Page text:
Dereham Neatherd pupils and colleagues shocked by sudden loss of popular teacher
Hundreds of tributes have flooded in for a science teacher who passed away just days after being diagnosed with pancreatic cancer.
Pupils and colleagues have spoken fondly of Mike Cripps' enthusiasm for his subject, inspirational lessons, and his ability to keep his students laughing.
The 52-year-old passed away peacefully during the night on Saturday. He had been head of science at Dereham's Neatherd High School for 10 years after joining from Framingham Earl High in September 2001.
The teacher had been feeling unwell for a number of months and had been off work for the final half of the summer term.
But it was not until his birthday last week when he was finally diagnosed with advanced and terminal cancer.
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Since news of his death emerged, a Facebook page has been set up in memory of Mr Cripps where hundreds of past and present pupils posted tributes within just a few hours.
Samuel Bean said: 'Mr Cripps – a man who supplied us with endless laughs and knowledge, on just about any subject. A man who not only was incredibly interesting, but genuinely interested and caring for his students and their futures.'
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Last night, Peter Devonish, Neatherd High headteacher, described the teacher as an 'absolute enthusiast for his subject' and said staff were 'shocked by the suddenness of his passing'. He added: 'He was greatly respected by staff and students alike. The hundreds of comments on a Facebook page set up in his memory are testament to that. He contributed outside the school to the wider scientific community and we will all miss him.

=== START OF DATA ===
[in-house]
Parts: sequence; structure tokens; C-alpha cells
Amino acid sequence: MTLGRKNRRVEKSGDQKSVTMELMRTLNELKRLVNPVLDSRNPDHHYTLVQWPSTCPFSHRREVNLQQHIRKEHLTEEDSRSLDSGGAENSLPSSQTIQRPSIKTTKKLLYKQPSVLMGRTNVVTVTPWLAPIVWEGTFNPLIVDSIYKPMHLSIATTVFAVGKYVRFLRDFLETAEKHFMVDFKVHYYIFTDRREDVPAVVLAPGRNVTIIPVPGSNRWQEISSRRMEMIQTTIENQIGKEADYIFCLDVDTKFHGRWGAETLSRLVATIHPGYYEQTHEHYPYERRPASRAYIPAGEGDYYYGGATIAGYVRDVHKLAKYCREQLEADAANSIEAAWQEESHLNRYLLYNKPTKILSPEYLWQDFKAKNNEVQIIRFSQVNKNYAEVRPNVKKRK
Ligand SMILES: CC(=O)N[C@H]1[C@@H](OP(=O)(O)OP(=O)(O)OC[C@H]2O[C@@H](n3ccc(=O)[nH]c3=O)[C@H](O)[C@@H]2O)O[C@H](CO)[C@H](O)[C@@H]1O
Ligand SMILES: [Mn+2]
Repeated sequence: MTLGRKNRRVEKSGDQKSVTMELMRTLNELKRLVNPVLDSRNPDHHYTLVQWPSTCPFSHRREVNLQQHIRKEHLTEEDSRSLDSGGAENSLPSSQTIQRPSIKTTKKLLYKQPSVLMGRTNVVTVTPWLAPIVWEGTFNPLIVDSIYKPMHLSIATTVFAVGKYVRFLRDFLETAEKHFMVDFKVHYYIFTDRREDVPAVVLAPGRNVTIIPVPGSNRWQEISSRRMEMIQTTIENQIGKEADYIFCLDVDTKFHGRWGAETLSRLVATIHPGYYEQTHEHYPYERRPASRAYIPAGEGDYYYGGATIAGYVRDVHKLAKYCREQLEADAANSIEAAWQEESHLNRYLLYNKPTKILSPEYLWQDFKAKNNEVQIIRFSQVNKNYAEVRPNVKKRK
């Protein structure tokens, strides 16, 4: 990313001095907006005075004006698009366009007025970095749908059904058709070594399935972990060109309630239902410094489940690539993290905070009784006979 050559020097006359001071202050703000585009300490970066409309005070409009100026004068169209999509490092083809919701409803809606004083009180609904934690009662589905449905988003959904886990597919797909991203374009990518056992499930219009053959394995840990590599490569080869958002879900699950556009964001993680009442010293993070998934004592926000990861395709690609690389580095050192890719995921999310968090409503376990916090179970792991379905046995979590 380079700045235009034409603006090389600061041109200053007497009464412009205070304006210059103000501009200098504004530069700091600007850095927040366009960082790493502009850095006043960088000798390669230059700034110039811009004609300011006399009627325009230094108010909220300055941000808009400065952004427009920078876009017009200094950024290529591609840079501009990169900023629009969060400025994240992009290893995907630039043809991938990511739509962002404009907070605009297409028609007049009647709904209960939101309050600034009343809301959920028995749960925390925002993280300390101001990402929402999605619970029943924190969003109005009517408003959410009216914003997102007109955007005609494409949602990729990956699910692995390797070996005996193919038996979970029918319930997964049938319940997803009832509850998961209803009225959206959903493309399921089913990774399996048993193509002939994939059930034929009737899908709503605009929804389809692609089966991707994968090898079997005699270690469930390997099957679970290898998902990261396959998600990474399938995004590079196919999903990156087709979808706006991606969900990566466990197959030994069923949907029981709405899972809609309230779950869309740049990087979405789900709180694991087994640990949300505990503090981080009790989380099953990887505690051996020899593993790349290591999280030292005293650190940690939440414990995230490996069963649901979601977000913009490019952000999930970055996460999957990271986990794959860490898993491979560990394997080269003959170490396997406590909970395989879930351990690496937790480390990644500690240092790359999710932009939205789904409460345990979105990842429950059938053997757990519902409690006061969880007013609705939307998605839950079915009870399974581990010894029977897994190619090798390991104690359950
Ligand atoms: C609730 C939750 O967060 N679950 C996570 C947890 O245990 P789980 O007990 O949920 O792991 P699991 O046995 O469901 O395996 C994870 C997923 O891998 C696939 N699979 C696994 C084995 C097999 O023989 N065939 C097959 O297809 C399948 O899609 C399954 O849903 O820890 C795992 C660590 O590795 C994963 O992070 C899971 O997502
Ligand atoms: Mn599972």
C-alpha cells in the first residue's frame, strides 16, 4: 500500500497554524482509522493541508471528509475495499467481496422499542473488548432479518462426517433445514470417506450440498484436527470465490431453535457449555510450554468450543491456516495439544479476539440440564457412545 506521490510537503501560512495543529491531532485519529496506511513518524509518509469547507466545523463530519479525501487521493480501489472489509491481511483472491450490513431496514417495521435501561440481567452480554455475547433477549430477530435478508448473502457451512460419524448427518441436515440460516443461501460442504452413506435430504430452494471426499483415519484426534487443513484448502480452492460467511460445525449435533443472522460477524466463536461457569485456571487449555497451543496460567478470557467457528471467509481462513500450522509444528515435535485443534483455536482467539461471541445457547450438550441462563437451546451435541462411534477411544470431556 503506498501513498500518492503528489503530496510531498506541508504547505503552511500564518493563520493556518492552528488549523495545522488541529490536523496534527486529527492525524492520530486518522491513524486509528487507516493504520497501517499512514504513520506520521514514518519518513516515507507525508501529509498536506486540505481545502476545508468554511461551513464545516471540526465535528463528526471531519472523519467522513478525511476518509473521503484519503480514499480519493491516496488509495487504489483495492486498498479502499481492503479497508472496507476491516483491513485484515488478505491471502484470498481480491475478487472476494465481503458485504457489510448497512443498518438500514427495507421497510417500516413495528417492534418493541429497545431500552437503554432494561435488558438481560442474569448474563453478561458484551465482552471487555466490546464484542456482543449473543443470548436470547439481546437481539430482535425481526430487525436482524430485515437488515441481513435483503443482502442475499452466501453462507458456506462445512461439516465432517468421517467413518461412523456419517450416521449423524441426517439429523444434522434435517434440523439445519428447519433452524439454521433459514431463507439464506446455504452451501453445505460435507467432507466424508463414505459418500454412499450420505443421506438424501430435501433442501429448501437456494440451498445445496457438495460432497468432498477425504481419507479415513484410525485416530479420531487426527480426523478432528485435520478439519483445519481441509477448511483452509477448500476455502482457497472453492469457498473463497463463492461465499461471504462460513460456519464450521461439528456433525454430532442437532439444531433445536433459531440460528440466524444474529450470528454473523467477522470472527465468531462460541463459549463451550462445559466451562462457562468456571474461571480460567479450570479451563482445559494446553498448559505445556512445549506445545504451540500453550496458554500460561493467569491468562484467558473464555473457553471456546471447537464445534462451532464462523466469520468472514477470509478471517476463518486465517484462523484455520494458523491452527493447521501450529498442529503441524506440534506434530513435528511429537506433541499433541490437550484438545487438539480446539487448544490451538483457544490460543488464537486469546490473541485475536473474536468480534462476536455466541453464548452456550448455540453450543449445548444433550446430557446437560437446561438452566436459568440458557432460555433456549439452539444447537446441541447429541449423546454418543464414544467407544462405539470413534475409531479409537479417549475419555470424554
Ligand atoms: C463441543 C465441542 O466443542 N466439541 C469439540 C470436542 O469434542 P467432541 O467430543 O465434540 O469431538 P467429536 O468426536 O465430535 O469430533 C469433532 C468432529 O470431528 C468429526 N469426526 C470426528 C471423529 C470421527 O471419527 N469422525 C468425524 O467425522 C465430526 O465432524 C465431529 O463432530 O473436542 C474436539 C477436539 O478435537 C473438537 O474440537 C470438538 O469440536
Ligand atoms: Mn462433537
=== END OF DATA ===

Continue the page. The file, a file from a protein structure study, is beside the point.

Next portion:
'Our thoughts are with his sister, Suzanne, and his nephew at this incredibly difficult time.'
Sandra Manning, acting head of science, who, along with colleague Chris Simmonds, was with Mr Cripps during his last days, said: 'Anyone who has had Mike Cripps touch their life will never forget him.'
Mr Cripps, who lived in Wymondham, was a keen astronomer who had visited the Kennedy Space Center in Florida and worked with Nasa astronauts and scientists in order to make his classes exciting for students.
Leaving a tribute on Facebook, pupil Hollie Brown said: 'A really lovely human being, dedicated to his job and seemed to genuinely love working with children. He inspired many with his love of space and his astronomy club, which I think many of us will remember him for.
'It is so heartbreaking to lose such an inspirational teacher.'
Nick Johnson added: 'You were a true inspiration, Sir. We all know you're now in the place you loved the most – among the stars, where you'll shine bright forever more.'
Mr Devonish said staff had been preparing for Mr Cripps's return to school in September when he received the shock diagnosis and was told he had just days to live.
The headteacher said his colleague, and fellow scientist, was known for his creativity – not only in the experiments he designed for pupils, but also when writing poetry.
Mr Cripps also organised the school's annual science fair.
Mr Devonish added: 'I know that students and staff will want to pay their respects and celebrate Mike's life and his work in some way when we return from the summer holiday in September.'